Human overpopulation is threatening iconic animals in the Masai Mara and Serengeti national parks as wildebeest, zebra and gazelles struggle against the surge of people

Iconic animals such as wildebeest, zebra, and gazelles are being threatened by a rapidly growing human population around world famous national parks.

The borders of the Masai Mara and Serengeti national parks are seeing human numbers soar while the amount of animals is plummeting.

As a result of human interference in these vast natural areas, the entire ecosystem is at risk of collapse.

Scientists looked at 40 years of data and found that some boundary areas have seen a 400 per cent increase in human population over the past decade while larger wildlife species in key areas of Kenya have declined by more than 75 per cent.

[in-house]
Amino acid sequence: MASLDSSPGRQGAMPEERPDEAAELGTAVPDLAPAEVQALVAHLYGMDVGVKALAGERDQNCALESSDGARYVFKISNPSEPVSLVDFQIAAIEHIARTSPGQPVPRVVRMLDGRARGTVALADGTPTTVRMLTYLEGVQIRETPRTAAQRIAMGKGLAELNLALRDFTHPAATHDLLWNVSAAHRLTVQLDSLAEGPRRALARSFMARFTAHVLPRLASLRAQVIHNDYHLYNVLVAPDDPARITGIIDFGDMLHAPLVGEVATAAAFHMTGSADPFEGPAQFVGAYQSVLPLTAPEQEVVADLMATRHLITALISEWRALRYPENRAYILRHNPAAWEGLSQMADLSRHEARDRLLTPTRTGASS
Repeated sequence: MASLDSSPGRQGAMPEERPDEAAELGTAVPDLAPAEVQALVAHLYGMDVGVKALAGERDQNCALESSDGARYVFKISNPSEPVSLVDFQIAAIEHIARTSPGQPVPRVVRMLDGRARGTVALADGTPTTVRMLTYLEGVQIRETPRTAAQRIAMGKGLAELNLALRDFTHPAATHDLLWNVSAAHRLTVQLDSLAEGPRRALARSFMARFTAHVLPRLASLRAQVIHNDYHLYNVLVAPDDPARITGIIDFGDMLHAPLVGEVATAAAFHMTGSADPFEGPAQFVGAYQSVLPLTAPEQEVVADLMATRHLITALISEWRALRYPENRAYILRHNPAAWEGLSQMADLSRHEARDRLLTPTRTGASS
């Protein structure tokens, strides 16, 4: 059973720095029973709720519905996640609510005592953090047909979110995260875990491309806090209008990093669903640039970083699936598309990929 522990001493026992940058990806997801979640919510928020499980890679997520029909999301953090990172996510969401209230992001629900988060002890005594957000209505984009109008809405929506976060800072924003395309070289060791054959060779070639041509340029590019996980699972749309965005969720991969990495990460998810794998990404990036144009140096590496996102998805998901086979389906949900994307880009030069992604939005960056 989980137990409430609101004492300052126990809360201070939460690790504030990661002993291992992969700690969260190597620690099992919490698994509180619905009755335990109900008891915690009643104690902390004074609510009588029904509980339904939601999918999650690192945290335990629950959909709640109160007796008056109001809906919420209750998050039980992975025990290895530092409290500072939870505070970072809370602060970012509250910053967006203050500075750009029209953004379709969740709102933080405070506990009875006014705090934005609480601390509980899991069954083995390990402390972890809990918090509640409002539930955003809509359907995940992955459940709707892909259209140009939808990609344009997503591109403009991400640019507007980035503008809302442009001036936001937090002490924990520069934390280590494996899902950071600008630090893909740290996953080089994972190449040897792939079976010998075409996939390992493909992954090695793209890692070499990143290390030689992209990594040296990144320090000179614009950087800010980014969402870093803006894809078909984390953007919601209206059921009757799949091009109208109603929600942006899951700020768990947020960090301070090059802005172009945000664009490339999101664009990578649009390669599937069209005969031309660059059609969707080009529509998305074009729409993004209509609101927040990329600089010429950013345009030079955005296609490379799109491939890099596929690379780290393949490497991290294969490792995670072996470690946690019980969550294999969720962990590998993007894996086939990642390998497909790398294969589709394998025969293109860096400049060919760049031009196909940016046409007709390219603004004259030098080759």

Population growth and an influx of livestock in park buffer zones is believed to have squeezed the area available for migration.

As a result animals graze on less nutritious grasses than they did in the past and there are less natural fires in these areas.

This could make the ecosystem less resilient to drought or further climate change, the scientists warn.

The Serengeti-Mara spans across Tanzania and Kenya and is the focus of mass migrations.

Every year a million wildebeest, half a million gazelle and 200,000 zebra make the perilous trek from the Serengeti in Tanzania to the Maasai Mara reserve in Kenya to search for water and grazing land.

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